For this week’s Lifelong Learning blog, Founder Ron Slee talks to us about performance reviews and leading teams – both in a classroom and in a business setting. He describes for us five things that prompt thoughtful conversations.
Many of you know that I am almost fanatical about providing great performance reviews with each and every employee I touch. Regularly. Not annually rather as the opportunity arises. But frequently to say the least. Then this came up as I was running through my time allocated to social media and my email and texts. That allotted time is my recognition of distractions that Nir Eyal pointed out to me that changed how I work. That recognition came from his excellent book “Indistractable.”
A post by Harvard Business School on LinkedIn brought to mind a few things I used to do, as a matter of common practice, when I was leading teams at dealerships or software companies.
I called them my “Five Things.” They went like this:
- Please list the “Five Things” that are the most significant items in each of the categories.
- Five Things to Improve Operations
- That are a pain for you to do
- To Make Your Job Better for you personally
It was an interesting exercise. Everyone on the team had a week to make their lists and we tried to ensure they didn’t work together on their lists. Then we got together as a team, at a break or after work and put them on a flip chart. We compared the lists. It was remarkable how there werem any items that were on all of the lists. As you can imagine my question was rather simple. If they make operations better AND they are a pain for you to do AND they will make your own job better THEN why haven’t we done them. Think about that for a moment.
I also regularly asked each member of the team three simple questions.
- My “Check Up from the Neck Up.”
- What do I do that you like, and you want me to continue doing?
- What do I do that you don’t like, and want me to stop doing?
- What do I do that doesn’t really matter to you or impact your job?
That gave me a very upfront and personal performance review by my team members.
Then this morning I find the following on LinkedIn from Harvard Business School.
“If you’re worried that your employees are eyeing the door, it’s time to start having some important, career-defining conversations. Here are five key questions to ask your direct reports at your next one-on-one to ensure that they feel seen and valued — before it’s too late.
- How would you like to grow within this organization? Identify the career development opportunities they need — whether that’s coaching, mentoring, increased visibility, or more challenging projects. They’re more likely to stay if they feel like they’re growing.
- Do you feel a sense of purpose in your job? Tap into what’s meaningful to them — and connect it with the values of the organization.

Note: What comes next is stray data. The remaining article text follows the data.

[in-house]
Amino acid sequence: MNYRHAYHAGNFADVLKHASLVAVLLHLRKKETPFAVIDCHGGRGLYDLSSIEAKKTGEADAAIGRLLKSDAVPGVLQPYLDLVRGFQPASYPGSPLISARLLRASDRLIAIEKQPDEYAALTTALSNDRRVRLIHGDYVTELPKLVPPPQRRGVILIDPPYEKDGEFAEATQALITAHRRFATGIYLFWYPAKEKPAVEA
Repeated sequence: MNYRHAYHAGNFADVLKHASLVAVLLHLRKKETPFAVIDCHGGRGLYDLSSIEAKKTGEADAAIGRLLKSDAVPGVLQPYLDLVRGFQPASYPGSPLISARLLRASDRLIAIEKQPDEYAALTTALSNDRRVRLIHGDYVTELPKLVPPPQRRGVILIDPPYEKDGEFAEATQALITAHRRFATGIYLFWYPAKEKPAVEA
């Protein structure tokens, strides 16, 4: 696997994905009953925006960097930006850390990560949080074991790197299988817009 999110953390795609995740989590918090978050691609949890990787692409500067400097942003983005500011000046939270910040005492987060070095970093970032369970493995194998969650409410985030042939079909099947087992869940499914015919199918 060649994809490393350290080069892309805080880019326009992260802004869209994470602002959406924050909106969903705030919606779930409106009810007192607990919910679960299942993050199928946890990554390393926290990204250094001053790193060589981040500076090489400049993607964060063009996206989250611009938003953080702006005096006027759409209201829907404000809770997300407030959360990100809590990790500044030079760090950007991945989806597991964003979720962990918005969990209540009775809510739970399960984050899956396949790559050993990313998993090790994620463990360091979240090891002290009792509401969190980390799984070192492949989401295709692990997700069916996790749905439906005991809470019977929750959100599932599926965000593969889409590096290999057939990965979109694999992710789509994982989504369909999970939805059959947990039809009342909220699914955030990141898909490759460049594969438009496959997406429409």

- What do you need from me to do your best work? Be prepared to devote more time and resources to help your employee feel fulfilled.
- What are we currently not doing as a company that you feel we should do? Asking what they feel the company could be doing better — what market opportunities it might be overlooking, how to leverage resources more effectively, etc. — conveys that their thoughts and opinions matter.
- Are you able to do your best work every day? This allows you to determine whether they’re optimizing their strengths. You might follow up with, “What part of your job would you eliminate if you could?” Don’t make promises but knowing which aspects of their job are least and most enjoyable will help you make any necessary changes to ensure they stick around.”
As many of you know I am quite critical about our skills in performing a performance review with your team members. Typically, no one has trained any of you on how to do a review. In many cases the review is what I call a “hygiene” review. Is the employee on time or late, are they absent a lot, are they dressed properly. Oh, and then some metrics. In many cases the individual employee does not have any control over the metrics so why are they in their performance review. It is almost that I have to check off another of the boxes on the things I should do.
Many of you know that we have Job Function Skills Assessments for most parts and service and product support selling jobs. Ninety-Six Multiple Choice questions. Your knowledge and skill level will be seriously evaluated with these assessments. This is about getting an objective measure of the “gaps” in the skills and knowledge that are present with an employee. The employee and their team leader sit down and talk about the assessment. With the score that the employee has achieved on the assessment we can provide a “Learning Skill Level.” The Skill Levels follow the education system categories: Developing, Beginning, Intermediate and Advanced. With each Skill Level we have eight class recommendations for the employee to continue to grow and develop their skills. We recommend that the team leader and the employee come to a joint decision on the classes that the employee should take to continue on their “career path.” This is a very different performance review. This is about treating each employee as an asset not an expense. They are people that we want to operate “aspirationally” (our word) not transactionally. We want employees that are engaged in their work.
For more in this direction please read David Jensen’s recent post on PTO.
The Time is Now.